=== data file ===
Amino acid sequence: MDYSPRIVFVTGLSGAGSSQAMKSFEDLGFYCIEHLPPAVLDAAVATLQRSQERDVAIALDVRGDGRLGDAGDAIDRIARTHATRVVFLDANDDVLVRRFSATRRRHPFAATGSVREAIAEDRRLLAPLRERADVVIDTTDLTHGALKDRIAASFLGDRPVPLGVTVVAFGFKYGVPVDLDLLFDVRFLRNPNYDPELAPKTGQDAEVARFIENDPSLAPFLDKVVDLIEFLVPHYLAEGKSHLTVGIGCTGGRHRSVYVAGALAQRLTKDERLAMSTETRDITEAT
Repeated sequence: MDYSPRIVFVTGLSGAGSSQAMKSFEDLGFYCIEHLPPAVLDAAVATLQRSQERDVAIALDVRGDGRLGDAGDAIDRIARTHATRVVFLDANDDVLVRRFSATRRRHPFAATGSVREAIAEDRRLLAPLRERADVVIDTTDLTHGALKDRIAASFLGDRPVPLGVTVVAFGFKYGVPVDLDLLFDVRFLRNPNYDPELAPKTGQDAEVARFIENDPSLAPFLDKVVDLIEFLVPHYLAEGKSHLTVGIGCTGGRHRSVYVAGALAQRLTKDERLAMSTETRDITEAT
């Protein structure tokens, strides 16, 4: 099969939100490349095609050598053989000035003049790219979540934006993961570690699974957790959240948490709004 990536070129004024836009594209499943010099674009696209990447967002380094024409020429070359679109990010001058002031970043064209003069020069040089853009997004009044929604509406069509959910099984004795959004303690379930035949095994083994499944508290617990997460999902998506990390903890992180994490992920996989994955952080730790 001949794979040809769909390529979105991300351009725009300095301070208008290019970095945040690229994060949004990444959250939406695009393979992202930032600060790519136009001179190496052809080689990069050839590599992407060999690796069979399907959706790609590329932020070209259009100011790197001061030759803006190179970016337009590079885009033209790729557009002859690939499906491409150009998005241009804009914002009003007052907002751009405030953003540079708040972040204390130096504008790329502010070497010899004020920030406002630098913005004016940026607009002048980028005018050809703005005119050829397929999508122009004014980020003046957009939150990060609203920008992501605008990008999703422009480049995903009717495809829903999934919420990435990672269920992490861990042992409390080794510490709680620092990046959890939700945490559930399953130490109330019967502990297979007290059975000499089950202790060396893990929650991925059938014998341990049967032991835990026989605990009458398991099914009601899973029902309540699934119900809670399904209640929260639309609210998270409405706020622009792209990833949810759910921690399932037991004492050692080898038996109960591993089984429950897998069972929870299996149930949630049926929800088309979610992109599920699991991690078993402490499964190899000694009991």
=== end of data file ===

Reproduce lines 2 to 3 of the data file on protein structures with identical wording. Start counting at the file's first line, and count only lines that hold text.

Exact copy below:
Repeated sequence: MDYSPRIVFVTGLSGAGSSQAMKSFEDLGFYCIEHLPPAVLDAAVATLQRSQERDVAIALDVRGDGRLGDAGDAIDRIARTHATRVVFLDANDDVLVRRFSATRRRHPFAATGSVREAIAEDRRLLAPLRERADVVIDTTDLTHGALKDRIAASFLGDRPVPLGVTVVAFGFKYGVPVDLDLLFDVRFLRNPNYDPELAPKTGQDAEVARFIENDPSLAPFLDKVVDLIEFLVPHYLAEGKSHLTVGIGCTGGRHRSVYVAGALAQRLTKDERLAMSTETRDITEAT
């Protein structure tokens, strides 16, 4: 099969939100490349095609050598053989000035003049790219979540934006993961570690699974957790959240948490709004 990536070129004024836009594209499943010099674009696209990447967002380094024409020429070359679109990010001058002031970043064209003069020069040089853009997004009044929604509406069509959910099984004795959004303690379930035949095994083994499944508290617990997460999902998506990390903890992180994490992920996989994955952080730790 001949794979040809769909390529979105991300351009725009300095301070208008290019970095945040690229994060949004990444959250939406695009393979992202930032600060790519136009001179190496052809080689990069050839590599992407060999690796069979399907959706790609590329932020070209259009100011790197001061030759803006190179970016337009590079885009033209790729557009002859690939499906491409150009998005241009804009914002009003007052907002751009405030953003540079708040972040204390130096504008790329502010070497010899004020920030406002630098913005004016940026607009002048980028005018050809703005005119050829397929999508122009004014980020003046957009939150990060609203920008992501605008990008999703422009480049995903009717495809829903999934919420990435990672269920992490861990042992409390080794510490709680620092990046959890939700945490559930399953130490109330019967502990297979007290059975000499089950202790060396893990929650991925059938014998341990049967032991835990026989605990009458398991099914009601899973029902309540699934119900809670399904209640929260639309609210998270409405706020622009792209990833949810759910921690399932037991004492050692080898038996109960591993089984429950897998069972929870299996149930949630049926929800088309979610992109599920699991991690078993402490499964190899000694009991």